A study looking at heparin for blood clots caused by cancer (ALICAT)

Cancer type:

All cancer types




Phase 2

This study looked at how long people should be treated with heparin for blood clots caused by cancer. It was for people who had already had heparin to treat their blood clot for about 6 months. They also had cancer that had spread into surrounding tissue, or elsewhere in the body.

More about this trial

Blood clots (thrombosis) are more common in people who have cancer. Doctors know that cancer cells can release chemicals that make the blood thicker than usual, and so more likely to form a clot.

A blood clot in an arm or leg is called a deep vein thrombosis or DVT. It can cause redness, pain and swelling. If bits of the clot break off and are carried to the lungs, they can cause a blockage called a pulmonary embolism or PE. You may have a sudden cough, chest pain or breathlessness. The clots need treatment as some may be life threatening.

If you have a blood clot, you will have a drug to stop others forming, while the body reabsorbs the clot itself. At the moment, the standard treatment Open a glossary item for treating blood clots caused by cancer is low molecular weight heparin. It is currently licensed Open a glossary item to be used for 6 months.

Some doctors prefer to use it for longer in people with cancer that has spread. This is because having cancer may continue to make the blood sticky and increase the risk further blood clots.

The study team planned to compare patients who continued heparin treatment for a further 6 months with people who stopped the heparin.

This was a feasibility study. Its aims were to

  • Find out if people were willing to take part in this study
  • Find out what people thought about the study and the reasons why they would or would not take part
  • Find out whether doctors wanted their patients to take part in the study

If the feasibility study was successful, the researchers planned to carry out a phase 3 trial. In this trial they would try to find out whether treatment with 1 year of heparin was better than 6 months for people with cancer.

Summary of results

The researchers found the planned phase 3 randomised trial was not feasible. This was because not enough people would agree to take part in this type of trial.

The researchers interviewed people who were willing to take part in a trial and those who weren’t. They also interviewed the people’s doctors.

From these interviews it seems that people did not want to take part because they had fixed views on what the length of treatment should be.


  • Some patients preferred the idea of ongoing treatment, others did not want treatment beyond 6 months. This preference was probably based on past experience
  • Patients who had symptoms when they were diagnosed with a blood clot and whose symptoms improved with heparin treatment were more likely to want to continue with treatment
  • Patients who did not have symptoms and were diagnosed with a blood clot incidentally were more likely to see heparin treatment as an inconvenience and wanted to stop treatment at 6 months
  • People with cancer did not want to be part of a randomised trial that might change their preferred course of treatment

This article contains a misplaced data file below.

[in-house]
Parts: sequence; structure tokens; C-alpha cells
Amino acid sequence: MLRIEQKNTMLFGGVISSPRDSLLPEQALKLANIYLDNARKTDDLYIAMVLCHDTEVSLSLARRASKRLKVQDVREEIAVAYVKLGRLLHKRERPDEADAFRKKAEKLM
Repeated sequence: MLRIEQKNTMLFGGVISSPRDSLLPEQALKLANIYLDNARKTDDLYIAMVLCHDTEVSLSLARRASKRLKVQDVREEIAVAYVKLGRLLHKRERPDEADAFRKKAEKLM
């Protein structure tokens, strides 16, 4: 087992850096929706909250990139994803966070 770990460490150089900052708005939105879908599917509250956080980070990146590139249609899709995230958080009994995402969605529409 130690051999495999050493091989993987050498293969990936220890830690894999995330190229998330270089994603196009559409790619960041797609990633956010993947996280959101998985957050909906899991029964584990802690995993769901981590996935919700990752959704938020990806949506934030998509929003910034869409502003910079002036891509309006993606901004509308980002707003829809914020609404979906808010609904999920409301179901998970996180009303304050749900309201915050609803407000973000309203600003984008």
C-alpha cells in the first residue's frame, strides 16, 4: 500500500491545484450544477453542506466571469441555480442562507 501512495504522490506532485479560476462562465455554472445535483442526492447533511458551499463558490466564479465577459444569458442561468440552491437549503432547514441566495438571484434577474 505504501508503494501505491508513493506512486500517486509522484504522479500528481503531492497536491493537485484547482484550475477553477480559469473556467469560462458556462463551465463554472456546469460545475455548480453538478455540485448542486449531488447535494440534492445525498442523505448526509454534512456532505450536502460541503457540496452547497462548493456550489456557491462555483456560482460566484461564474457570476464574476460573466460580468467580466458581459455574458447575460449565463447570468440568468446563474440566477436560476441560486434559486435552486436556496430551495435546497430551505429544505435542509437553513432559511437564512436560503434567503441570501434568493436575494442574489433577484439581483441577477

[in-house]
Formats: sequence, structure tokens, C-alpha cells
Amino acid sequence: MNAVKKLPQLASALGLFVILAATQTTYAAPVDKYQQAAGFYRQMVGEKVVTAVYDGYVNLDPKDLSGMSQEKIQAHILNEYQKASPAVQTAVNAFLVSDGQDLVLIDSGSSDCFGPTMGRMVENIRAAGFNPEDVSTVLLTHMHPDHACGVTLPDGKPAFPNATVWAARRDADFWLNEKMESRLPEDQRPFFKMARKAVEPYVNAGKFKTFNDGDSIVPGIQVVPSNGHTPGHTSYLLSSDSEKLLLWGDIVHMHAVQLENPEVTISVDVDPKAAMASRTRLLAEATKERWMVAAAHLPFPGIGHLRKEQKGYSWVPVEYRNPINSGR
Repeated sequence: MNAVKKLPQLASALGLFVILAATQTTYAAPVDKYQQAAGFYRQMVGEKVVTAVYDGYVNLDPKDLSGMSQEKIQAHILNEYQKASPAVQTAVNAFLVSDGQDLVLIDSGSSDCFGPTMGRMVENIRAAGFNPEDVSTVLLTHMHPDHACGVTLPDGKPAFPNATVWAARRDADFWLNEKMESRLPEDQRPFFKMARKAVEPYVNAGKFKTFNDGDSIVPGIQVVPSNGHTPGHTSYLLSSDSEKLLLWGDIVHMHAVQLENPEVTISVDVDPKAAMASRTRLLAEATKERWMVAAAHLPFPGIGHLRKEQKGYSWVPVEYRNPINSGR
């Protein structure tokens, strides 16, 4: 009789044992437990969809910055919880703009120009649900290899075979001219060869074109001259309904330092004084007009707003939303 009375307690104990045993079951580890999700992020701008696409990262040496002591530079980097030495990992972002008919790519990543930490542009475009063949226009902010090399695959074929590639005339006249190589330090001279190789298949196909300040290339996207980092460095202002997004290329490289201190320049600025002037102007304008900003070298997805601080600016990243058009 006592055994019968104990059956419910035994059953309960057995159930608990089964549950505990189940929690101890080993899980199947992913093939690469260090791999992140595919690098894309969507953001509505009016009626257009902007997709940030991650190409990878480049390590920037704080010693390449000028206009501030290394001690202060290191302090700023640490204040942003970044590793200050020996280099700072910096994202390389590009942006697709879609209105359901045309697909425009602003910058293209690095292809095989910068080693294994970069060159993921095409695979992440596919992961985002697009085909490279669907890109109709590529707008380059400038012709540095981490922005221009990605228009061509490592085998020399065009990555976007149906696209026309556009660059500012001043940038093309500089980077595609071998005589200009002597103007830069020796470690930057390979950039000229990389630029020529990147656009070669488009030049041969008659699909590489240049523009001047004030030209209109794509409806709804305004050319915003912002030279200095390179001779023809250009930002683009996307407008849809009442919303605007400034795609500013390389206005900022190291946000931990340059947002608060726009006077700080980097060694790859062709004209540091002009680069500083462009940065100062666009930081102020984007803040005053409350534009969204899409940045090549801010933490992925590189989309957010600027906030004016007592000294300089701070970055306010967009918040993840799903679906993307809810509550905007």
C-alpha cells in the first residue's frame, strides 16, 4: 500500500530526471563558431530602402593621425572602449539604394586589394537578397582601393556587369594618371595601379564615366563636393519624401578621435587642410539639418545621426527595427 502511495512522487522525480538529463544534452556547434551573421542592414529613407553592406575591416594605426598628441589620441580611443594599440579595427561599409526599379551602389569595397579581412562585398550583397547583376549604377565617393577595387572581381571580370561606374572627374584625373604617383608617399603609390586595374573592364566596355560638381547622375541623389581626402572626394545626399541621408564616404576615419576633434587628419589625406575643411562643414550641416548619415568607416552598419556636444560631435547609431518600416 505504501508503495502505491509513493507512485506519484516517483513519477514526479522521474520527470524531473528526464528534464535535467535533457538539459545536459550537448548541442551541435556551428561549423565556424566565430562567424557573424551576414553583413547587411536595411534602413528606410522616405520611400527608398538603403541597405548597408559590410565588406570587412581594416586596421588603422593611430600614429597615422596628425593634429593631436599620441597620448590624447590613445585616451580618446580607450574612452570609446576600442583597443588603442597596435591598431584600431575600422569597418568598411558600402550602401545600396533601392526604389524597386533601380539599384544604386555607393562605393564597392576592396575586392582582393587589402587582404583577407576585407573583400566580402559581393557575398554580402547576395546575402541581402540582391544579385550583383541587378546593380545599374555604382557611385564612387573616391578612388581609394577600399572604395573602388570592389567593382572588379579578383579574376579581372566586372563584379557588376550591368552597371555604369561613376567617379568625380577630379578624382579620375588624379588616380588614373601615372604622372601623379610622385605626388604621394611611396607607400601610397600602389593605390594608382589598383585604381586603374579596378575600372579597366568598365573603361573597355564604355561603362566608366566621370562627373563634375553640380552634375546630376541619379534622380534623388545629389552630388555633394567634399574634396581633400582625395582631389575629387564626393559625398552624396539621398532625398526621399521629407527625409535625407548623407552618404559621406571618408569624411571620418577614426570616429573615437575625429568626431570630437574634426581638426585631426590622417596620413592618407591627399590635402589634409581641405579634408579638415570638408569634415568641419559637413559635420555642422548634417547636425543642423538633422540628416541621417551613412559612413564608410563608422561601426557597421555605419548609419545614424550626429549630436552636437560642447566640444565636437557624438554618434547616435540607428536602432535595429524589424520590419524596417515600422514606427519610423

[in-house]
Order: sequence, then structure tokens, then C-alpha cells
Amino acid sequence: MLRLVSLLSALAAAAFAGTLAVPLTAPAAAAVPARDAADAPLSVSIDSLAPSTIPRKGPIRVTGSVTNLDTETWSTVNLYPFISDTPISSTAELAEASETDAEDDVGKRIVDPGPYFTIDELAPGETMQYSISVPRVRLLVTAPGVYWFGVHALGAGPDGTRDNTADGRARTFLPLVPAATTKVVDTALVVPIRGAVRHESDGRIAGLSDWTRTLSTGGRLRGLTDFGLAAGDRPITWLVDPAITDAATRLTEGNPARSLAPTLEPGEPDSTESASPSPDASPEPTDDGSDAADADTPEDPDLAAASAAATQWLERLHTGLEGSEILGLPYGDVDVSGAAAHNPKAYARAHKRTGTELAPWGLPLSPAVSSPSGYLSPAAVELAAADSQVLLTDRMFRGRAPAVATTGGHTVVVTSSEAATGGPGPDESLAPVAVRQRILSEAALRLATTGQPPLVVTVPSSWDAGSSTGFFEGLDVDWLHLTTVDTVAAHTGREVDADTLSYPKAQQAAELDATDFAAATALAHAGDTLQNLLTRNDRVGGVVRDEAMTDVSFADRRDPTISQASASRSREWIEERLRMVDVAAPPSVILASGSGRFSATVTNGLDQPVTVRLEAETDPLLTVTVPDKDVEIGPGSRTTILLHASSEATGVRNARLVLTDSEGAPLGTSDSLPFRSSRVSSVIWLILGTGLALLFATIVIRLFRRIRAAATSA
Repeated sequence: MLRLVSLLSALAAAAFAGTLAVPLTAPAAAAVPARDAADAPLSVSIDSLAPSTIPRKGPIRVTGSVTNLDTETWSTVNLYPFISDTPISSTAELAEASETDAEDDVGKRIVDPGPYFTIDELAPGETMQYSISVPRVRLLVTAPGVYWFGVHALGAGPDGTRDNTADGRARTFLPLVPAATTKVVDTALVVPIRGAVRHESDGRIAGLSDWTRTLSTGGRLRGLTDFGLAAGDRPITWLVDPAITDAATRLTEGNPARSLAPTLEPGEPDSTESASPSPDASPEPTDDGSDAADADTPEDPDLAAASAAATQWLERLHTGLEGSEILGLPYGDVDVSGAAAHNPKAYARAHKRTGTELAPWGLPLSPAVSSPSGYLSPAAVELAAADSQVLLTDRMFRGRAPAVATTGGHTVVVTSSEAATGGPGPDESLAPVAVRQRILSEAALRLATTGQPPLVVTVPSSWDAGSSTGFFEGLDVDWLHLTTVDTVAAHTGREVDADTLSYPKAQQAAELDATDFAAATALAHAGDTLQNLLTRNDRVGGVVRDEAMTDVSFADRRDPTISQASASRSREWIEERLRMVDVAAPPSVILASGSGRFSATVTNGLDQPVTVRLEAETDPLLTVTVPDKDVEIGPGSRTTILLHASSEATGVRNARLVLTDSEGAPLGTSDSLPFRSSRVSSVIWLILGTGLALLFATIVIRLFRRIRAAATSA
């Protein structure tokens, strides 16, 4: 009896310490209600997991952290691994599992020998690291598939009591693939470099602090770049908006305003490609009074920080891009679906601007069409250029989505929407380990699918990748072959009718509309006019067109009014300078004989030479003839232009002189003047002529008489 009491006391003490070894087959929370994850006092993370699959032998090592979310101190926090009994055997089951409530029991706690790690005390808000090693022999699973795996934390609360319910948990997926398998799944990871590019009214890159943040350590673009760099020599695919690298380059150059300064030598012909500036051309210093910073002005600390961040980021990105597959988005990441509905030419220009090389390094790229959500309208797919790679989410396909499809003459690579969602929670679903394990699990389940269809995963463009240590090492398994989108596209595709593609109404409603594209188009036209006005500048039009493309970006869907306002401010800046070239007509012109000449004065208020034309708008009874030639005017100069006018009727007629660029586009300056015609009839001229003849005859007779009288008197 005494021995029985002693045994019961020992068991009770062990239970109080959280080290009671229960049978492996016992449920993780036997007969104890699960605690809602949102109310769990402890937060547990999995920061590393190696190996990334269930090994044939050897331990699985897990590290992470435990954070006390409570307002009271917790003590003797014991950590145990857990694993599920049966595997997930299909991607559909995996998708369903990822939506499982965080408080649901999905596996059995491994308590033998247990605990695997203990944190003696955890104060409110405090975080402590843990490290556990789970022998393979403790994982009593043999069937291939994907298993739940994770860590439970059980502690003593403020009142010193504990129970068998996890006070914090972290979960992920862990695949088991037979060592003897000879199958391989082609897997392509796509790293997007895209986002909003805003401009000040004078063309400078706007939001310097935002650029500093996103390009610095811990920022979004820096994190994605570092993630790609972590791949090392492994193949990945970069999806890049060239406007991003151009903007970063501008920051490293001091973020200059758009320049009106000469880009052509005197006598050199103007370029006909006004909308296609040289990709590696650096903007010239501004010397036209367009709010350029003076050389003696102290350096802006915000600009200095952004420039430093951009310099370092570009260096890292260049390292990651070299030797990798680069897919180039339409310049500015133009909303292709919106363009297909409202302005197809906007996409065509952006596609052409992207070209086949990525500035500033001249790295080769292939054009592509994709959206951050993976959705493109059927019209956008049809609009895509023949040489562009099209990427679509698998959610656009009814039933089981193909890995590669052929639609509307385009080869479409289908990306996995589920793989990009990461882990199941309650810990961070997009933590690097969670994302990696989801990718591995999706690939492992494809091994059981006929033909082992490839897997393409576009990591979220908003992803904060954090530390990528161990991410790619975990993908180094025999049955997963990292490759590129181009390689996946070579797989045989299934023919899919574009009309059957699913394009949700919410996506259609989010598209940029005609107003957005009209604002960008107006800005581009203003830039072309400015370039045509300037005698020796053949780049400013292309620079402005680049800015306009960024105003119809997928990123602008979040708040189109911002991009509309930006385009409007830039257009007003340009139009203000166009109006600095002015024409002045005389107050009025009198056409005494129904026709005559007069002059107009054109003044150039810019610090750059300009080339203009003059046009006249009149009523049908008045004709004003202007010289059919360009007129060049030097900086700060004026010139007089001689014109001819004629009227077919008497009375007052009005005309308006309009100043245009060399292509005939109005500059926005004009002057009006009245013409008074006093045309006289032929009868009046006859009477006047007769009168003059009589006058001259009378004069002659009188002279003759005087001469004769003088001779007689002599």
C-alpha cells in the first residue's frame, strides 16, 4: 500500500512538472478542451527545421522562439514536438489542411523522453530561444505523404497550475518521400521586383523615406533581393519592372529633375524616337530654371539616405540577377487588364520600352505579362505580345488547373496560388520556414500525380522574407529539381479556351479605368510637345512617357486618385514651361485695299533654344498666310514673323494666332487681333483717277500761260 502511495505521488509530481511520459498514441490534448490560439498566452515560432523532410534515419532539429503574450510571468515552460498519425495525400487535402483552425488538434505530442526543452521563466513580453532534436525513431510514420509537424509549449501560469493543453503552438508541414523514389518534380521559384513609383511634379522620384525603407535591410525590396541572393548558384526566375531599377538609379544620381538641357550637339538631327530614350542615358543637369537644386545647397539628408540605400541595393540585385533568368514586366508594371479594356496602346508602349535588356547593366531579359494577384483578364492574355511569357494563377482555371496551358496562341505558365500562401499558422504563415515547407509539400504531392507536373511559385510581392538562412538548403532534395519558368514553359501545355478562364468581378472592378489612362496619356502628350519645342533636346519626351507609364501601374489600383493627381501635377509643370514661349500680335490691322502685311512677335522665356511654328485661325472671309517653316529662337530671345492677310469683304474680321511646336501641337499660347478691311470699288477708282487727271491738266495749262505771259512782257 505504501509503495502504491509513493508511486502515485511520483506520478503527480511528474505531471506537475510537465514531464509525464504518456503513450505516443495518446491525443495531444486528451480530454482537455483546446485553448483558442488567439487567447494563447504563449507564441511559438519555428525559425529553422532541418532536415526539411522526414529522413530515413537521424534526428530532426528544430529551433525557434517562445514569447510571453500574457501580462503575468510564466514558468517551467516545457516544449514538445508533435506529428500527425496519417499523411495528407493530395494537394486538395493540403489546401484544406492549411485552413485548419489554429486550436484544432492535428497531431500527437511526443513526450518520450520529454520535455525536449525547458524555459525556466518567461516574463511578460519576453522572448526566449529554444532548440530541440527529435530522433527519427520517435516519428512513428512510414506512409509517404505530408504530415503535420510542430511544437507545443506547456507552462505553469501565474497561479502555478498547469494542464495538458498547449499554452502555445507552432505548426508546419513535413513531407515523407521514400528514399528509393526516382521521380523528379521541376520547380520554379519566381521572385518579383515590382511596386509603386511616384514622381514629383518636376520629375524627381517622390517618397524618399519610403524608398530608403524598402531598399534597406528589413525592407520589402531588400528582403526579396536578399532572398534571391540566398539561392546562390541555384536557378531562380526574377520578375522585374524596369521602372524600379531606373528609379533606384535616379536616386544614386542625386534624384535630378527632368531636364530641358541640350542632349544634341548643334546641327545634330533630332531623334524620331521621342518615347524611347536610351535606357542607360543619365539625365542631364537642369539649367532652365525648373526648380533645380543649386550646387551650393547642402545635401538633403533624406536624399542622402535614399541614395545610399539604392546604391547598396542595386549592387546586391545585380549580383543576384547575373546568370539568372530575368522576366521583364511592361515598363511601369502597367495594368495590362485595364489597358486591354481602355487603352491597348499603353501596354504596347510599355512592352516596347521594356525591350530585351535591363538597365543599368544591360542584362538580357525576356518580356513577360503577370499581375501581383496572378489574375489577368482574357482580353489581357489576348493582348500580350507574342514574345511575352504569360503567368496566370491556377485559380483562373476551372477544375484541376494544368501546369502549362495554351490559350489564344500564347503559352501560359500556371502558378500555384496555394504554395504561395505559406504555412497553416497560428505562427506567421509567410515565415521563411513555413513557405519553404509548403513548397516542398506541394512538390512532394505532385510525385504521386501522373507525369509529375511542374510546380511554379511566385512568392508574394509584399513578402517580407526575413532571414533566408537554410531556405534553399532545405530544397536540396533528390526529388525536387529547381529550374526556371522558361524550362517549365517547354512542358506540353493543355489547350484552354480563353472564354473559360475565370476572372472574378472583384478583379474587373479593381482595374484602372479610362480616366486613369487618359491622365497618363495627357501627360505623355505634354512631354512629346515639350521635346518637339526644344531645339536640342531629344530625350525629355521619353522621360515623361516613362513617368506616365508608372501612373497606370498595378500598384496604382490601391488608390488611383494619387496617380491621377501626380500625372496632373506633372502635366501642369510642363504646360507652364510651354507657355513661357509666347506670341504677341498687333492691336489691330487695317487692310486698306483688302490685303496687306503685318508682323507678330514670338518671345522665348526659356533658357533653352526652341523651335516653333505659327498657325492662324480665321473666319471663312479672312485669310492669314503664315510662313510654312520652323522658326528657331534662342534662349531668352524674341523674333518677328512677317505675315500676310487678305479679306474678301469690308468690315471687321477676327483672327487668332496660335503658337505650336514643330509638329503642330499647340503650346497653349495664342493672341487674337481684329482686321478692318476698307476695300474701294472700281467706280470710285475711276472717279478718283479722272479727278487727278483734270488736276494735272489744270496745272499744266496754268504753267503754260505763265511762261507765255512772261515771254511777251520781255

Doctors appeared unwilling to recruit their patients on to the study because

  • The preferred choice of doctors was mainly treatment with heparin for 1 year
  • Doctors tended not to ask those patients they thought were at a higher risk of developing another blood clot because they wanted to make sure they had a longer treatment with herparin

The researchers felt the length of heparin treatment was still an important research question. But from their experience this would be difficult to look at in a trial setting.

There are other areas of research they think would be useful to look at. For example, comparing new anti-coagulants (blood thinning) drugs you take by mouth (orally) with low molecular weight heparin. And looking at the risk and treatment of blood clots for people with certain types of cancer, such as breast cancer.

We have based this summary on information from the research team. The information they sent us has been reviewed by independent specialists (peer reviewed Open a glossary item) and published in a medical journal. The figures we quote above were provided by the trial team who did the research. We have not analysed the data ourselves.

Recruitment start:

Recruitment end:

How to join a clinical trial

Please note: In order to join a trial you will need to discuss it with your doctor, unless otherwise specified.

Please note - unless we state otherwise in the summary, you need to talk to your doctor about joining a trial.

Chief Investigator

Dr Simon Noble

Supported by

Cancer Research UK
Cardiff University
NIHR Clinical Research Network: Cancer
NIHR Health Technology Assessment (HTA) programme

Questions about cancer? Contact our information nurses

Freephone 0808 800 4040

Last review date

CRUK internal database number:

Oracle 10700

Please note - unless we state otherwise in the summary, you need to talk to your doctor about joining a trial.

Charlie took part in a trial to try new treatments

A picture of Charlie

“I think it’s really important that people keep signing up to these type of trials to push research forward.”

Last reviewed:

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